EA has announced that the Need for Speed series has sold more than 100 million units since its launch in 1994.
Two new games are now available for download via Xbox Live.
John Riccitiello has unveiled the next Need for Speed game and confessed to "torturing" developers working on previous instalments in the series.
If life is, indeed, like a box of chocolates, then we'd opine that penning one of Eurogamer's review roundups is rather like a box of chocolates bought for you by a relative who doesn't like you very much, with the Tesco discount label only half peeled off. You never know quite what you're going to get, but the chances are you won't like many flavours, and may feel somewhat ill by the end. Not to mention fatter.
Now all that remains to be seen is whether this latest batch of PSP treats can dish up some unexpectedly delicious centres, or whether the chocolate will be cheap and the nasty chewy ones that stick between your molars all too abundant. Or, indeed, whether this metaphor will ever end. Sorry.
Every now and then, someone pops out of the woodwork to complain that the games industry isn't innovative any more. This is clearly nonsense. Certainly, publishers might have an ongoing love affair with barely distinguishable sequels and a herd mentality that makes sheep look strong-willed, but consider this - year after year, the industry invents new and previously unheard-of ways to make you part with your cash. If that's not innovation, what is?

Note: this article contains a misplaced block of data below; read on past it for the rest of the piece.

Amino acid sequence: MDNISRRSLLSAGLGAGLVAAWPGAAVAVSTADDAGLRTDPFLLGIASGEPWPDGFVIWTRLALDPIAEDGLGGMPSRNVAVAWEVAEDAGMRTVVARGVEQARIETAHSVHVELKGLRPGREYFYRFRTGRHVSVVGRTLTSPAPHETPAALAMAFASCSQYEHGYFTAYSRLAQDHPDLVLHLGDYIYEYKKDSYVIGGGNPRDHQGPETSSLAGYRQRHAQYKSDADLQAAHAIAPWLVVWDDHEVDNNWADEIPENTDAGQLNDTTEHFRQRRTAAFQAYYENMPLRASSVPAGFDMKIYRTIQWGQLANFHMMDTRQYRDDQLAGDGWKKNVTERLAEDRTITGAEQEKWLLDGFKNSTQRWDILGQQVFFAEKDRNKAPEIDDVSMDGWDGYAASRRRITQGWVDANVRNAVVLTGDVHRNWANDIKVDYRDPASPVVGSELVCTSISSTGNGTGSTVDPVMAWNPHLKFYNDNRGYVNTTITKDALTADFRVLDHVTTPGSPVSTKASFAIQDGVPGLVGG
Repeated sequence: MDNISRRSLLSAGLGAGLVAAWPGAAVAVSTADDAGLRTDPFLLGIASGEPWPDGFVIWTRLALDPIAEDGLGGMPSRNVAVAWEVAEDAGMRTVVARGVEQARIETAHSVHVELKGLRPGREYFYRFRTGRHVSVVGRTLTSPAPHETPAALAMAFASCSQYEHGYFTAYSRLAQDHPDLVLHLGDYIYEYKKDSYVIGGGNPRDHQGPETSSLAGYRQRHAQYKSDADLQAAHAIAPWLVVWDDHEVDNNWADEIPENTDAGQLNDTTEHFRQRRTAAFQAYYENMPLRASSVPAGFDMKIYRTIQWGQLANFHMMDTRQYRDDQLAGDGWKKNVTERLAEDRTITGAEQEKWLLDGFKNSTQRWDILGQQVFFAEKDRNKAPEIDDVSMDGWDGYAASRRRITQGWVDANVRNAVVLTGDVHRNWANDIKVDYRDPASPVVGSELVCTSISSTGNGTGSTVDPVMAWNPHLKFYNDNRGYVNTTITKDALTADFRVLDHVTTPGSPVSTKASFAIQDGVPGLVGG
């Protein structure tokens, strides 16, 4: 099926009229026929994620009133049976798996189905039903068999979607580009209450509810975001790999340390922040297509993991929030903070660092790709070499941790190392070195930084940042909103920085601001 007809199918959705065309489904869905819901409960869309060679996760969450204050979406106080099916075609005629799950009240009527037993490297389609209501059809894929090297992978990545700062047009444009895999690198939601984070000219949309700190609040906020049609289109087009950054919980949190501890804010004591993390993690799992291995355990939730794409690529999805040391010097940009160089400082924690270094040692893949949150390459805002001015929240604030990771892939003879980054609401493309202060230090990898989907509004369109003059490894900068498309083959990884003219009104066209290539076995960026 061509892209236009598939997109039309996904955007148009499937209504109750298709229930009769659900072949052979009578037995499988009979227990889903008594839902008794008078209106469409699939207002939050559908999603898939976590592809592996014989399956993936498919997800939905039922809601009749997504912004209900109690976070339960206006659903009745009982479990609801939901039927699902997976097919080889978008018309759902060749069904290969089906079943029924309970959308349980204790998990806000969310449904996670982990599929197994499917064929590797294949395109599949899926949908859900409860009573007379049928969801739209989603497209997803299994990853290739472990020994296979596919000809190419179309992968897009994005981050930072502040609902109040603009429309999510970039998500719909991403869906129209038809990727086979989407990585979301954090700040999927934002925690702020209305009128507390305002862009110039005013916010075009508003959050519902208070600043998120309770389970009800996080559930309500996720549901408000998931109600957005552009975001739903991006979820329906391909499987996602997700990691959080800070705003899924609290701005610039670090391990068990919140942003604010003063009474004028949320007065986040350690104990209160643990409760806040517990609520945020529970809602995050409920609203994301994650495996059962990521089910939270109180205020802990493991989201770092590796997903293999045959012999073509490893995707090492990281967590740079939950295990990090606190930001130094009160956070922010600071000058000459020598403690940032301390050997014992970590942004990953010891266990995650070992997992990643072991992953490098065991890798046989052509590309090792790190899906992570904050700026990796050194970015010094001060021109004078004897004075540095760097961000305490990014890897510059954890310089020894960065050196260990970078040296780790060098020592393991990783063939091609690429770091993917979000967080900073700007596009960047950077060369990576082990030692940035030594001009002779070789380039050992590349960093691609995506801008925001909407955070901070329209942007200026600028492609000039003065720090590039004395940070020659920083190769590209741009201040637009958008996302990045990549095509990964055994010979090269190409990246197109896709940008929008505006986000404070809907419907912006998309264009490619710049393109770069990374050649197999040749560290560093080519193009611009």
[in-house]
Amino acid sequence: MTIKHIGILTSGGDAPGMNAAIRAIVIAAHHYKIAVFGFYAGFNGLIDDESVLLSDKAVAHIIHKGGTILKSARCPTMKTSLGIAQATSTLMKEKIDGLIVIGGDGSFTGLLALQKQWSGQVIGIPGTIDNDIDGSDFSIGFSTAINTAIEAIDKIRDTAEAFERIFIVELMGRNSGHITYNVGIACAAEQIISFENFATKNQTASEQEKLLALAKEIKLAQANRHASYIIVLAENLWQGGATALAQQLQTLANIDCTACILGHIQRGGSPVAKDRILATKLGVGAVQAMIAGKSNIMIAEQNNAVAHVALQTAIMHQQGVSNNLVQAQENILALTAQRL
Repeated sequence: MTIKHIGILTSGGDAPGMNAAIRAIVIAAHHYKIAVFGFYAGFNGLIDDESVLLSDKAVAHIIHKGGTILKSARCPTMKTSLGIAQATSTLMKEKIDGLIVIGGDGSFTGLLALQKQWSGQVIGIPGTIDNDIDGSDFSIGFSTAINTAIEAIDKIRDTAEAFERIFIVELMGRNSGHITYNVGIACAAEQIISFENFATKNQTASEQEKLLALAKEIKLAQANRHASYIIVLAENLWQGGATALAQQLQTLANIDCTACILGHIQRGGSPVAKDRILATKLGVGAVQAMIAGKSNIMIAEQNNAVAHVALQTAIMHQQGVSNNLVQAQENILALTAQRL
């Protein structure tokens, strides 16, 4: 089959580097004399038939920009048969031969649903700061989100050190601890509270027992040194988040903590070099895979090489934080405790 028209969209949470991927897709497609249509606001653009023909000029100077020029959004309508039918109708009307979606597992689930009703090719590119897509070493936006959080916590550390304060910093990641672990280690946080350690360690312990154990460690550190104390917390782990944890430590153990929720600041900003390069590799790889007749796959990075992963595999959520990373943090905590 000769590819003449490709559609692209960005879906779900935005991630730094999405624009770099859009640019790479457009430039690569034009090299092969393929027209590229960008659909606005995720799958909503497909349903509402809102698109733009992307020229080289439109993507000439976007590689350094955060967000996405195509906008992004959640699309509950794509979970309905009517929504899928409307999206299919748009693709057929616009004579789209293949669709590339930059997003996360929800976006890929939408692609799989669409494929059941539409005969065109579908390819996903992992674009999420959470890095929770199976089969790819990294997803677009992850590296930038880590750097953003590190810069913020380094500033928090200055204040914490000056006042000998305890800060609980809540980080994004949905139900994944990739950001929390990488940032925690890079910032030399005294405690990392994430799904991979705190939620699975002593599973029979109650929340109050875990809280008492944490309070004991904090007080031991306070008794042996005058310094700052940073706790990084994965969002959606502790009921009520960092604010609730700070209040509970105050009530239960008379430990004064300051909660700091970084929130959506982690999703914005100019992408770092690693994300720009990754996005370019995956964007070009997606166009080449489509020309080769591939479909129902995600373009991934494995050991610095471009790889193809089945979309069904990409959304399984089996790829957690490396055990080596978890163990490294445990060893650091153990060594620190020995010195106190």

Download Content (DLC) is a new arrival in the exciting field of wallet-stripping, and the Xbox 360 is on the vanguard. Many Xbox 360 games have content available for download sometime after launch, allowing you to hand over a few measly Microsoft points for access to new maps, models, missions and the likes. It's a great idea in theory, obviously - who doesn't want to extend the life of their favourite game a bit? In practice, though, there's some suspicion about it. Nobody wants to find themselves paying extra money for content that should have been in the game in the first place.
Hence these DLC roundup features, where we'll be looking at the bits and bobs that have made their way onto Xbox Live - and, soon, PSN - in the past few months, and checking out what's worth whipping your card out for, and what deserves to sit, dusty and unloved, in the digital dustbins out the back of the Marketplace.
EA is well aware its December Need For Speed ProStreet patch is irreparably corrupting PS3 and PC versions of the game.
Eurogamer is back for its latest tour of duty at the frontline of the console war with this new instalment in our rolling series of PlayStation 3 vs Xbox 360 cross-platform face-offs.
You know the form by now. We take an impartial look at a range of games that appear on both consoles, providing additional comment to the reviews already published on the site. Technical differences are highlighted, with any impact on the basic gameplay being of primary concern.
As usual, backing up the analysis is a range of comparison screenshots of each game, losslessly extracted with full 24-bit RGB precision from the HDMI ports of the Xbox 360 Elite and PlayStation 3 courtesy of a Digital Foundry HD capture unit. 720p shots are provided as standard for all games, but where the PS3 version supports 1080p (either scaled or native), we supply additional 'True HD' screengrabs to compare the games' respective performance for those privileged enough to have access to top-end displays.
Electronic Arts has said that it regrets a promotion for its latest Need for Speed game which used Page 3 porn models for a topless photo shoot.